Left Unsaid: What’s Missing from the SEC’s New ICO Guidelines?


In the United States, many questions remain around the legal aspects of the cryptocurrency industry. While the country may not have the slowest legislative system in the world, it certainly doesn’t have the fastest or most agile–therefore, when any US government body even hints at some aspect of crypto regulation, the whole world stands at attention.

In early April, the United States SEC published a set of guidelines for ICOs that had been in the works for nearly half a year. The framework focused on token classification, explaining the circumstances in which cryptocurrencies may be legally considered to be securities.

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In order to determine whether or not a token is a security, a number of factors are taken into account, including an expectation of profit, the creation or support of a market for a token, and whether or not a single group of entities is responsible for certain tasks within a token’s network.

The guidance also contained elements of the Howie test, including whether or not there is a correlation between a token’s purchase price and a market price and what the token’s use cases might be.

Therefore, neither the guidelines nor the letter changes much for those who have been following securities laws to the letter. “I don’t think the framework proposes any limitations that seriously affect the way that allegedly compliant ICOs are already running,” ICO Attorney Braden Perry told Finance Magnates.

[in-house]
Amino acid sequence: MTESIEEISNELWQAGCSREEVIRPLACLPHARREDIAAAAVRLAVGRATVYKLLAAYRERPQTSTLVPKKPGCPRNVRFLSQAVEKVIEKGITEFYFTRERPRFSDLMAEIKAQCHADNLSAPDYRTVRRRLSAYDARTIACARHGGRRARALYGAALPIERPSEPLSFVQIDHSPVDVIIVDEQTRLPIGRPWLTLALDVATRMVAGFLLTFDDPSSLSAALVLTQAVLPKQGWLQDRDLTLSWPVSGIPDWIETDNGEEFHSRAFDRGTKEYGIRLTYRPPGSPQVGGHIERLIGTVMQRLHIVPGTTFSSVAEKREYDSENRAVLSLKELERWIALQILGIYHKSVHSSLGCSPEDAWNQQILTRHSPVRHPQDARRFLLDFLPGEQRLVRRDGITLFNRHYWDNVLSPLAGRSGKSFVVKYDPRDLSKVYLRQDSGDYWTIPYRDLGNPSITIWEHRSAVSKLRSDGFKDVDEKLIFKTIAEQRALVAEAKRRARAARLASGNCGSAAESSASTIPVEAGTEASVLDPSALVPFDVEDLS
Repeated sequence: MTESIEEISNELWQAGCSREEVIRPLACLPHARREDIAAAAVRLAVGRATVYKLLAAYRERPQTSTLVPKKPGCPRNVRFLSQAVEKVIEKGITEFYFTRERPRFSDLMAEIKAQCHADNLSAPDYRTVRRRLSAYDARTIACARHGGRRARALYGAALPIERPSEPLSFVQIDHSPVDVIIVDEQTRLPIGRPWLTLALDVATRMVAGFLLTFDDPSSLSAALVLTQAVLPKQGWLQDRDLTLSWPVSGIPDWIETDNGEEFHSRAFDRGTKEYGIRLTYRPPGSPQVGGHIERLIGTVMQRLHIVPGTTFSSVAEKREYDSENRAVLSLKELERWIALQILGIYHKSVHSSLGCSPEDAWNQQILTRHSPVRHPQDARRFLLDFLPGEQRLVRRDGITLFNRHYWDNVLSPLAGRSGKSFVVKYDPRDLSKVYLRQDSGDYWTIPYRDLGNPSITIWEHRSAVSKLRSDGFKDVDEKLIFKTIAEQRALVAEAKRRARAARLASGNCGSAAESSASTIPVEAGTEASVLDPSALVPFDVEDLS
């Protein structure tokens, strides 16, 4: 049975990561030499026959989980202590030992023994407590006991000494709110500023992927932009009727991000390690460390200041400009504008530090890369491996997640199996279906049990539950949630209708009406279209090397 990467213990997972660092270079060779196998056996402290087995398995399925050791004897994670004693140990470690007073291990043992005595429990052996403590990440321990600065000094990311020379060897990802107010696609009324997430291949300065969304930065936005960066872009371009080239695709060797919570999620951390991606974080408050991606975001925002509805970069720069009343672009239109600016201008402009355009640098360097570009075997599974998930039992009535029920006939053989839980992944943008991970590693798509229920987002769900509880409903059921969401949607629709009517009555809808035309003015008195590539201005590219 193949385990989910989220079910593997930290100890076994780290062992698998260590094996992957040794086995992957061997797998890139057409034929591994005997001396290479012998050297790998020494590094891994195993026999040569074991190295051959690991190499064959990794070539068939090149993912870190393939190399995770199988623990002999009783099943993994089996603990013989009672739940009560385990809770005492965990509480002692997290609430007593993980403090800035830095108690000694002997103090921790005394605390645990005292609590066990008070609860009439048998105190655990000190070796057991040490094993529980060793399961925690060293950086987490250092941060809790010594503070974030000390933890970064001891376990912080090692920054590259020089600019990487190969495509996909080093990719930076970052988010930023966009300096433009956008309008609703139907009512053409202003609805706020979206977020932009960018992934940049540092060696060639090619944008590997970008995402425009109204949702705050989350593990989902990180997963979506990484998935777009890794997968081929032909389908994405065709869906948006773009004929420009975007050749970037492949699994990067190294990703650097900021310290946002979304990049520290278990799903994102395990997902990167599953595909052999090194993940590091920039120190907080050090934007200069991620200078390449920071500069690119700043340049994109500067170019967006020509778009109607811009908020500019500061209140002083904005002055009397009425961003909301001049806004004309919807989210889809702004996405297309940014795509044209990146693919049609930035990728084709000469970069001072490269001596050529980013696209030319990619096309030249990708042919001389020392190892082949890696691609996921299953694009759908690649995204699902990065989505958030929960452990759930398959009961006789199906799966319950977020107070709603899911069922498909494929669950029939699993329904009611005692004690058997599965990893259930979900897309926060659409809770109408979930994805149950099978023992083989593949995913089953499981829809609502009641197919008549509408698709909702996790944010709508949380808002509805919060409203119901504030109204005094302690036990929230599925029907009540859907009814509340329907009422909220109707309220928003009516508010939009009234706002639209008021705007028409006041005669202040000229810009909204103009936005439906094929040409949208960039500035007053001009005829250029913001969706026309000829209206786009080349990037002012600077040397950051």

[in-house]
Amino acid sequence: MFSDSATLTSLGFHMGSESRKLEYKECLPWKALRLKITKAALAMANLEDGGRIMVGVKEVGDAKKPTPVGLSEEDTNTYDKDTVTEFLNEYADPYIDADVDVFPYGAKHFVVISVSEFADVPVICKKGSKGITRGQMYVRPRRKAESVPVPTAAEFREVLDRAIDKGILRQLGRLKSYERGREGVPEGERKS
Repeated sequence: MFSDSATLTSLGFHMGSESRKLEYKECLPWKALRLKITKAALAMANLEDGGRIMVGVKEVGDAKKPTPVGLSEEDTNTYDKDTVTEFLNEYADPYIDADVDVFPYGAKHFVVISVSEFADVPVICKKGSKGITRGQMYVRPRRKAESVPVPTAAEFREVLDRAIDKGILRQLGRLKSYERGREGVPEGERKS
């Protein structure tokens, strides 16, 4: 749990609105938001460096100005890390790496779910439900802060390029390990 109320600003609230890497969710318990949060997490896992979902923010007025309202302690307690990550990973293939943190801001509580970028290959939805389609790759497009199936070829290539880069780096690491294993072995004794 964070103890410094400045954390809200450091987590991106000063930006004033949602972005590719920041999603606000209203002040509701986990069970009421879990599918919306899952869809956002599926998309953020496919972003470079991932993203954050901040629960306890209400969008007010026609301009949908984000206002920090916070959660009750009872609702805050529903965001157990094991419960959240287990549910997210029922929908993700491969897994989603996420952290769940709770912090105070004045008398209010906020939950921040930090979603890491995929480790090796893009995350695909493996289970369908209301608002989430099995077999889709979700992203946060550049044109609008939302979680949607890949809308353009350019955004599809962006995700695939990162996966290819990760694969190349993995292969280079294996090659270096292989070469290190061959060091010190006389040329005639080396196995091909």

Indeed, the TKJ letter “is very narrow in the analysis that the TKJ offering was not a security.”
“Specifically, it restricts the TKJ tokens to TKJ wallets, only, and not wallets outside of the TKJ platform. This little room for the exchange of TKJ tokens and other ICOs. This shows a path for compliant use but many other environments and uses exist that are not addressed in this letter.”

In other words, the SEC’s guidance and the letter didn’t do much to help projects who are pioneering new legal territory in the ICO space. “ The SEC took a rather limited example which hardly resembles a typical ICO or IEO other than the fact that the example happens to involve tokens,” explained Samuel Katz, Partner at Nellis & Katz LLP, to Finance Magnates.

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Questions Yet Unanswered

So, just as before, “ICOs and IEOs in the US need to follow existing US securities laws,” he said. As such, “an offering to the public would require a registration statement or reliance on a smaller offering exemption, such as Regulation A+ or Regulation CF.”

However, the SEC did leave some important questions unanswered in the guidelines. “Even with that, there are numerous compliance questions with respect to tokens that aren’t meant to represent economic value in an entity, which is what is typically considered a security and what the securities laws were aimed at.”

“A particularly interesting example of this is the recent filing by Paragon Coin of a Form 10 as mandated by their settlement with the SEC. In this case, a standard disclosure model was followed even though the tokens represent the rights to certain services provided by the company,” he added.

Additionally, the SEC did not explain the importance of the guidelines it provided relative to one another: “from conversations I’ve had, I think a number of people in the market are unhappy that the SEC did not tell us how to weigh the factors (or any particular combination of factors),” Jeff Bandman explained. On the other hand, “the law does not really lend itself easily to that.”